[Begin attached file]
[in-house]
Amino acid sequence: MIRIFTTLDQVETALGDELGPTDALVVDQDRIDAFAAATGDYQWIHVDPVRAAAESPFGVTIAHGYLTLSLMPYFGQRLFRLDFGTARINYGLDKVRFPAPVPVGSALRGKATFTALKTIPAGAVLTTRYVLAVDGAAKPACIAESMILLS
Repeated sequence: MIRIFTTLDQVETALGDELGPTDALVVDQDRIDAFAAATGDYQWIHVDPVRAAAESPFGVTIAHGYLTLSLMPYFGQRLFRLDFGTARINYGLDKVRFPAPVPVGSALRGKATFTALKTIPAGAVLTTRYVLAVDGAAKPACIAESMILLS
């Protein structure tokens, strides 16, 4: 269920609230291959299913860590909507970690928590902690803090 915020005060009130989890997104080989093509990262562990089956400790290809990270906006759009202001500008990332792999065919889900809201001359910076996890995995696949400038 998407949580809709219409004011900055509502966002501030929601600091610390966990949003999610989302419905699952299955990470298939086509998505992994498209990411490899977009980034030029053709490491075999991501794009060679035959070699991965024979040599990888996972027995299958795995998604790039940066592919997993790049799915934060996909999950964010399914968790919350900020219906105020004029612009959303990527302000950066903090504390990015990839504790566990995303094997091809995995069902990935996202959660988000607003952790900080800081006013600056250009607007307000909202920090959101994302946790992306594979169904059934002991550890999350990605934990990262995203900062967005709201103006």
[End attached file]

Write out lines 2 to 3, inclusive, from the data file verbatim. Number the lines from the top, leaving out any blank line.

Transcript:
Amino acid sequence: MIRIFTTLDQVETALGDELGPTDALVVDQDRIDAFAAATGDYQWIHVDPVRAAAESPFGVTIAHGYLTLSLMPYFGQRLFRLDFGTARINYGLDKVRFPAPVPVGSALRGKATFTALKTIPAGAVLTTRYVLAVDGAAKPACIAESMILLS
Repeated sequence: MIRIFTTLDQVETALGDELGPTDALVVDQDRIDAFAAATGDYQWIHVDPVRAAAESPFGVTIAHGYLTLSLMPYFGQRLFRLDFGTARINYGLDKVRFPAPVPVGSALRGKATFTALKTIPAGAVLTTRYVLAVDGAAKPACIAESMILLS